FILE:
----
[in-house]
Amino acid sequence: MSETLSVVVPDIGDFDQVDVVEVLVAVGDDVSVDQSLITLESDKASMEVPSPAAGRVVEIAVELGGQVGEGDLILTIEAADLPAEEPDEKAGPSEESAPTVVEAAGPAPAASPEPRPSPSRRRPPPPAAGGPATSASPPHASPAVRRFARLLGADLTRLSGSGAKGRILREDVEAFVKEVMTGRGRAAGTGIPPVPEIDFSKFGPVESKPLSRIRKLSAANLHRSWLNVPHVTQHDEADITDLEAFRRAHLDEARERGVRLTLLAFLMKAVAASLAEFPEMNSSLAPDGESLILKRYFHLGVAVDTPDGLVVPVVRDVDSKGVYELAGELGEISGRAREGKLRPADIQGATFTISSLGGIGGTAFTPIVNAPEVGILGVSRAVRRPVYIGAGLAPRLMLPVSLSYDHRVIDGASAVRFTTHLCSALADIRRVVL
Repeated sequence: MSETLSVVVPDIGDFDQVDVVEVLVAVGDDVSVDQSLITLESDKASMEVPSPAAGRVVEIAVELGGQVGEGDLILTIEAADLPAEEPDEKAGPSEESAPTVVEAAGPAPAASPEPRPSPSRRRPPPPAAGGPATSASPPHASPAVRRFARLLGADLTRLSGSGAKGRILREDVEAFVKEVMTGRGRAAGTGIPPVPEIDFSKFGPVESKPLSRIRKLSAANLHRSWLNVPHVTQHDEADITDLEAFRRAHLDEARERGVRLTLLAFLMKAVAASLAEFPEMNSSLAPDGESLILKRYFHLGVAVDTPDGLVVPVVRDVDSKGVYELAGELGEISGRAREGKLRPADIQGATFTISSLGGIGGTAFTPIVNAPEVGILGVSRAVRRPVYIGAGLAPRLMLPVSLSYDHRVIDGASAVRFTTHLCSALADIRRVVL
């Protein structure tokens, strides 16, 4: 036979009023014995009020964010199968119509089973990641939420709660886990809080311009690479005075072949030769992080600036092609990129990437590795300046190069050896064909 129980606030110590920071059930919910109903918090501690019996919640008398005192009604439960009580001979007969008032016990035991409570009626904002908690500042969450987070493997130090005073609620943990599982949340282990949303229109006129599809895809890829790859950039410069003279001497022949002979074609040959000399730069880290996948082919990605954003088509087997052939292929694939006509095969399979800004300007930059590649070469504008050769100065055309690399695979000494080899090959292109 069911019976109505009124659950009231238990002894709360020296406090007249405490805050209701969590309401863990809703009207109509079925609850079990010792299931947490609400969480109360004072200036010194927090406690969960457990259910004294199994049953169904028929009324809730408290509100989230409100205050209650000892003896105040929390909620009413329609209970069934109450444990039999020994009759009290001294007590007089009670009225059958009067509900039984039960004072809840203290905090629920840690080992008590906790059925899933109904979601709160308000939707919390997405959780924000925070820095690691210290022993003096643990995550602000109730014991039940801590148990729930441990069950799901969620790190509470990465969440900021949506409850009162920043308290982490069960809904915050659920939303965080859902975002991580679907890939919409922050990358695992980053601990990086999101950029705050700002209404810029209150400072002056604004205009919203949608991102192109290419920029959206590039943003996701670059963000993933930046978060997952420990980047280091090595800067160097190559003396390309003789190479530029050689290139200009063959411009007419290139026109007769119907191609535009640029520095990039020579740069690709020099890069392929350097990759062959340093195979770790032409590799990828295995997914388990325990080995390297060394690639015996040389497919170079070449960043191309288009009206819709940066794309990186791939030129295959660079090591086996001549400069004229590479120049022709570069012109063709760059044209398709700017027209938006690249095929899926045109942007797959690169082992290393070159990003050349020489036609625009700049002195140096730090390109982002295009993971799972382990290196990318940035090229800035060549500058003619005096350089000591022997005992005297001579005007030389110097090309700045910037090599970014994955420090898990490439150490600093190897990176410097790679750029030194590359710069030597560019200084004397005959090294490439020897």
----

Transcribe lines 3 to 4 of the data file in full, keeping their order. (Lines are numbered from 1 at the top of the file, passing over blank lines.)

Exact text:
Repeated sequence: MSETLSVVVPDIGDFDQVDVVEVLVAVGDDVSVDQSLITLESDKASMEVPSPAAGRVVEIAVELGGQVGEGDLILTIEAADLPAEEPDEKAGPSEESAPTVVEAAGPAPAASPEPRPSPSRRRPPPPAAGGPATSASPPHASPAVRRFARLLGADLTRLSGSGAKGRILREDVEAFVKEVMTGRGRAAGTGIPPVPEIDFSKFGPVESKPLSRIRKLSAANLHRSWLNVPHVTQHDEADITDLEAFRRAHLDEARERGVRLTLLAFLMKAVAASLAEFPEMNSSLAPDGESLILKRYFHLGVAVDTPDGLVVPVVRDVDSKGVYELAGELGEISGRAREGKLRPADIQGATFTISSLGGIGGTAFTPIVNAPEVGILGVSRAVRRPVYIGAGLAPRLMLPVSLSYDHRVIDGASAVRFTTHLCSALADIRRVVL
């Protein structure tokens, strides 16, 4: 036979009023014995009020964010199968119509089973990641939420709660886990809080311009690479005075072949030769992080600036092609990129990437590795300046190069050896064909 129980606030110590920071059930919910109903918090501690019996919640008398005192009604439960009580001979007969008032016990035991409570009626904002908690500042969450987070493997130090005073609620943990599982949340282990949303229109006129599809895809890829790859950039410069003279001497022949002979074609040959000399730069880290996948082919990605954003088509087997052939292929694939006509095969399979800004300007930059590649070469504008050769100065055309690399695979000494080899090959292109 069911019976109505009124659950009231238990002894709360020296406090007249405490805050209701969590309401863990809703009207109509079925609850079990010792299931947490609400969480109360004072200036010194927090406690969960457990259910004294199994049953169904028929009324809730408290509100989230409100205050209650000892003896105040929390909620009413329609209970069934109450444990039999020994009759009290001294007590007089009670009225059958009067509900039984039960004072809840203290905090629920840690080992008590906790059925899933109904979601709160308000939707919390997405959780924000925070820095690691210290022993003096643990995550602000109730014991039940801590148990729930441990069950799901969620790190509470990465969440900021949506409850009162920043308290982490069960809904915050659920939303965080859902975002991580679907890939919409922050990358695992980053601990990086999101950029705050700002209404810029209150400072002056604004205009919203949608991102192109290419920029959206590039943003996701670059963000993933930046978060997952420990980047280091090595800067160097190559003396390309003789190479530029050689290139200009063959411009007419290139026109007769119907191609535009640029520095990039020579740069690709020099890069392929350097990759062959340093195979770790032409590799990828295995997914388990325990080995390297060394690639015996040389497919170079070449960043191309288009009206819709940066794309990186791939030129295959660079090591086996001549400069004229590479120049022709570069012109063709760059044209398709700017027209938006690249095929899926045109942007797959690169082992290393070159990003050349020489036609625009700049002195140096730090390109982002295009993971799972382990290196990318940035090229800035060549500058003619005096350089000591022997005992005297001579005007030389110097090309700045910037090599970014994955420090898990490439150490600093190897990176410097790679750029030194590359710069030597560019200084004397005959090294490439020897």